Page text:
Jonathan Fast, an associate professor at Yeshiva University’s Wurzweiler School of Social Work, is the author of the 2009 book “Ceremonial Violence: A Psychological Explanation of School Shootings” (Overlook Press). The six-year research project involves case studies of school rampage killings since 2000. He believes such incidents stem mostly from the inability of young people to cope with a sense of shame that is too common in a society in which people feel easily excluded. Fast, 64, who lives in Greenwich, Conn., spoke to The Jewish Week about the Newtown elementary school massacre. This is an edited transcript.
I recall, as a child, overhearing very racist remarks about Latino Americans where everyone below the border was referred to as “a Mexican” or as “cheap labor.” Over the last few years, I’ve had the opportunity to do work in Central and South American countries such as Argentina, Guatemala, and El Salvador and had the chance to spend time in Panama, Mexico, and Belize.
“My feet is tired, but my soul is rested,” a 72-year-old woman told Dr. Martin Luther King, Jr. in 1956 during the Montgomery, Ala., bus boycott.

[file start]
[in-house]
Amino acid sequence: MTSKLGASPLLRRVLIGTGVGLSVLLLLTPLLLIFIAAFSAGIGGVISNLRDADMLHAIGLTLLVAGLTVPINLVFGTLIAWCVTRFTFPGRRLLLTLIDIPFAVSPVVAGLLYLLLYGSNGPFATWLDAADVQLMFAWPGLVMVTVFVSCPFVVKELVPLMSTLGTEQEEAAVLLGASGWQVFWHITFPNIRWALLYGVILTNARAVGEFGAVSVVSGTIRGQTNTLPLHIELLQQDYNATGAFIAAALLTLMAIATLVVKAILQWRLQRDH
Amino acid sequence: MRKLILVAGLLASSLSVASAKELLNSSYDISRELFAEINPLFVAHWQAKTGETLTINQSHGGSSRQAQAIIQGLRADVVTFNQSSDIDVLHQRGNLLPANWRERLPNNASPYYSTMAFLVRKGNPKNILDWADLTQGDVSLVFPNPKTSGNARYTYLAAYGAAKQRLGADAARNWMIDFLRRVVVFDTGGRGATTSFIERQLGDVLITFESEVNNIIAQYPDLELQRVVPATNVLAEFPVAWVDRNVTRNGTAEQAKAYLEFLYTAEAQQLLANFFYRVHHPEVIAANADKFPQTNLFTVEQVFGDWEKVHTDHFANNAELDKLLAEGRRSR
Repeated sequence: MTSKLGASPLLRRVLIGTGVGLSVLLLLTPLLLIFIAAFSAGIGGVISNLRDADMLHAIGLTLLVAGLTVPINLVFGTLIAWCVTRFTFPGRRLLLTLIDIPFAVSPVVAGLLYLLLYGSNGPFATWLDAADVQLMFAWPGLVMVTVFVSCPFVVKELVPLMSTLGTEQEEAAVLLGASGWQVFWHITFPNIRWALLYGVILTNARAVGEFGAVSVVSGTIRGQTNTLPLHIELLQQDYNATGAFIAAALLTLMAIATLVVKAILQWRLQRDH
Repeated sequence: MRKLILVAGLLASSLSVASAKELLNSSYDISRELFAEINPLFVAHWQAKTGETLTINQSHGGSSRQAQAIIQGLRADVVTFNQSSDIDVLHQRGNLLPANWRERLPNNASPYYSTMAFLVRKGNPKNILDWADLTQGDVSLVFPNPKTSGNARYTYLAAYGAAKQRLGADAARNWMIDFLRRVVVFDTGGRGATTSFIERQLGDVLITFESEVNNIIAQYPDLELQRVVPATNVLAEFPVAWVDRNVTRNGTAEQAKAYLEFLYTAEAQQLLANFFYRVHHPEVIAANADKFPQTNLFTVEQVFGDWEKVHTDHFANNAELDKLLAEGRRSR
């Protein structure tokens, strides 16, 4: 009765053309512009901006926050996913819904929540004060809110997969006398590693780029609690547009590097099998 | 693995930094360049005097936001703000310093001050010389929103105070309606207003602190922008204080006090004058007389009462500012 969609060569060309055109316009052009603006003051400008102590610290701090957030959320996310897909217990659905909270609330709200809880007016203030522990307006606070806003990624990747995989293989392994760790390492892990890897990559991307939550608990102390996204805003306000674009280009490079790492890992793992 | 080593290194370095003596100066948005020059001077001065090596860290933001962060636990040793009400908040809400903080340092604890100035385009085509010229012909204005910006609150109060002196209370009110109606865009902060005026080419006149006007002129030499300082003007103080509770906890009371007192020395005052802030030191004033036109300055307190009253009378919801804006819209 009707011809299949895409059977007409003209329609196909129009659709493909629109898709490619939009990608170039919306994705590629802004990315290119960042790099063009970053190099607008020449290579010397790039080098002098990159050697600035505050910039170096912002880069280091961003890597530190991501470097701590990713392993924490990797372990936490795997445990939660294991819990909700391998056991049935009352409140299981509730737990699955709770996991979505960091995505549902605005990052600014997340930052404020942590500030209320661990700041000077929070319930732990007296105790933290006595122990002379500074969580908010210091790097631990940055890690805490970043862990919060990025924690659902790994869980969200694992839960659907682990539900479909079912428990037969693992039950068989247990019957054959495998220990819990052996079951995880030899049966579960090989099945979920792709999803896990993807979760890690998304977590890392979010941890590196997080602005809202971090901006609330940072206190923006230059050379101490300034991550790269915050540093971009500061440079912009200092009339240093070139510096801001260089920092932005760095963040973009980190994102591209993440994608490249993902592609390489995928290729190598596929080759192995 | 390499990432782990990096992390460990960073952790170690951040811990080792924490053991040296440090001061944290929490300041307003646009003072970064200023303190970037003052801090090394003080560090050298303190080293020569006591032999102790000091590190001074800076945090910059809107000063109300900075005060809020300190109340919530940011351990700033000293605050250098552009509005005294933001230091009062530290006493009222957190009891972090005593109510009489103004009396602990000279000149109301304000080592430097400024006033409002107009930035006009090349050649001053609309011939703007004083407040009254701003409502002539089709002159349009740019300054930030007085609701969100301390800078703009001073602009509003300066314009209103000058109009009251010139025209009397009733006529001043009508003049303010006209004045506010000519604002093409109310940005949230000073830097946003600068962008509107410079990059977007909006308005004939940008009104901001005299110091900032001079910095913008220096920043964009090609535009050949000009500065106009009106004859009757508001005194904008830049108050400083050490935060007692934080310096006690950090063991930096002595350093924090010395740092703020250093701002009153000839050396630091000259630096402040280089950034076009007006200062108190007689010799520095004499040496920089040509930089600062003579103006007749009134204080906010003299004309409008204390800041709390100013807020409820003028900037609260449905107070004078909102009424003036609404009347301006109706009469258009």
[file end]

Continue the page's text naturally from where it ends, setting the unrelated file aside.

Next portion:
This battle cry of social activism is echoed in Israel. Community leader Miri Shalem, who planned and executed last January’s flash mob in Beit Shemesh — viewed by more than 200,000 people around the world — has established an international organization advocating for full gender equality, Women Dance For a Change.
Young Families, Singles Flocking to Upper East Side; ‘The Memory Is In Their Taste Buds’: The Lure of Sephardic Food; Safra Synagogue Rabbi’s Growing Empire; Sephardic And Egalitarian at B’nai Jeshurun; Giving Voice to Sephardic Music.